Chairman Nadler Statement for the Subcommittee Hearing on “The Federal Judiciary in the 21st Century: Ensuring the Public’s Right of Access to the Courts”
Washington, September 26, 2019
Washington, D.C. – Today, House Judiciary Committee Chairman Jerrold Nadler (D-NY) delivered the following opening remarks during a Subcommittee on Courts, Intellectual Property, and the Internet hearing on access to the courts:
“Thank you, Mr. Chairman, for holding this important hearing on the public’s access to the courts. No one in this room takes for granted the complexity and importance of the federal judiciary’s job of administering justice and doing so fairly. That role is fundamental, but it is undermined when the public cannot see the judiciary’s work being done.
“Every day, federal appellate judges across the country review complex cases of public interest, and each term the Supreme Court examines important constitutional and federal issues that have a long-lasting impact on society.
“Despite these courts’ influence, only a few federal courts have been in step with modern standards of access and have allowed visual media coverage or provided real-time audio streaming. And at the Supreme Court, the public must wait until the end of the week to hear recordings of oral arguments, with some exceptions.
“This means that most of the public rarely has the ability to see the courts’ public deliberations as they happen in real-time. Many people do not live near, or even in the same state, as their circuit court of appeals. They find it difficult to travel to Washington and stand outside for hours, or even days—or to pay someone to stand in line for them—to witness history at the Supreme Court.
“The public’s right of access is fundamental, and it is not adequately protected when our courts fall far behind modern standards of media access. The realization of this right should not be left to the lucky, or the wealthy, or the well-connected few.
“In most federal courtrooms, real-time access to court proceedings is no more available today than it was in the 19th century. The ability to stream from almost any place, and on almost any device, has also become so pervasive and inexpensive that this is the immediacy that the public has come to reasonably expect from their government.
“The federal judiciary’s progress been slow-paced in this area, and our federal courts have fallen far behind their peers in the states and even courts abroad. Most state court systems allow livestream video of their proceedings. So do the Supreme Courts of the United Kingdom, Canada, and Australia. It is surprising, and disappointing, that our own courts have been so willing to keep their doors closed and have so grudgingly allowed them to be opened even a crack. Live video ought to be the rule, tempered by judicial discretion, due process, and privacy concerns.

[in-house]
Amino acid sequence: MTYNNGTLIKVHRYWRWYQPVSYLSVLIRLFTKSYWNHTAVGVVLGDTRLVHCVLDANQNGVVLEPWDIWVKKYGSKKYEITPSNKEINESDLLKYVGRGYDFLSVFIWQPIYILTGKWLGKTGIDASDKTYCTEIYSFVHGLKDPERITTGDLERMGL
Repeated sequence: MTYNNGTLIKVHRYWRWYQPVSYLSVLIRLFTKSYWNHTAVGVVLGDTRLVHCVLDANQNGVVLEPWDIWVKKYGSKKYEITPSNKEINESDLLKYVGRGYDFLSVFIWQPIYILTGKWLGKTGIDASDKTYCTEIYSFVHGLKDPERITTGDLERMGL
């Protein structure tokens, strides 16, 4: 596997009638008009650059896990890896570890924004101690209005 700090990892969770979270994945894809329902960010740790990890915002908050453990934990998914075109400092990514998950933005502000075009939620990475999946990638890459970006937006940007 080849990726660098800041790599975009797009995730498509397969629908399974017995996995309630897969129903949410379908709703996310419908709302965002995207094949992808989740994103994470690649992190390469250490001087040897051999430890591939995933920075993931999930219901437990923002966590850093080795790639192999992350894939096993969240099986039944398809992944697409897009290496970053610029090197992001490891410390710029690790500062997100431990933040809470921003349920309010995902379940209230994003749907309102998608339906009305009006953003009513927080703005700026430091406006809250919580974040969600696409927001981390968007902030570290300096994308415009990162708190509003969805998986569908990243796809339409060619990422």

“I, and many of my colleagues, have long been advocates for increasing access to the courts through media coverage and real-time streaming of proceedings.
On this front, last Congress, I introduced the “Eyes on the Court Act,” which would establish a presumption of audio-visual access to Supreme Court and circuit court proceedings, but leave judges with the discretion to turn the cameras off when the interest of justice of requires it. I anticipate reintroducing this legislation, and I look forward to hearing the views of our witnesses on the bill and on the issue of cameras in the courtroom more generally.
“Of course, accessibility and openness entail more than cameras and audio. It is critical that the public has a meaningful and modernized way to access court records, and I appreciate the leadership of Ranking Member Collins on efforts to reform the PACER system.
“I also look forward to discussing the disturbing trend of routine sealed court filings that conceal vital health and safety information from the public. I have been concerned for many years about secret settlements and protective orders that companies obtain to prevent the public from learning important information regarding the health and safety effects of their products.
“That is why I plan to reintroduce the “Sunshine in Litigation Act,” which would require that information relating to public health and safety in protective orders or settlement agreements be made public, unless a court makes a finding that there is a “specific and substantial interest” in keeping such information secret that outweighs the public interest.
“As two of our witnesses have documented, the problem of shielding critical health and safety information from the public extends to sealed court filings, and I appreciate their work in bringing this critical issue to light.
“Transparency is vital to the integrity of the judiciary, and it is vital to maintaining the public’s trust in our courts, particularly as attacks on judicial independence and the rule of law have become more common.
“I am pleased that we are examining these issues today, and I am optimistic that today’s hearing will lead to a productive dialogue about how the judiciary can best reach the public in a way that reflects modern standards and makes sense in this 21st century environment. I know that Chairman Johnson sees today’s hearing as part of an ongoing conversation and collaboration with our federal courts, and so do I.
“I look forward to hearing from all of our witnesses on these important topics, and I yield back the balance of my time.”
Enter your information to get the latest updates via our newsletter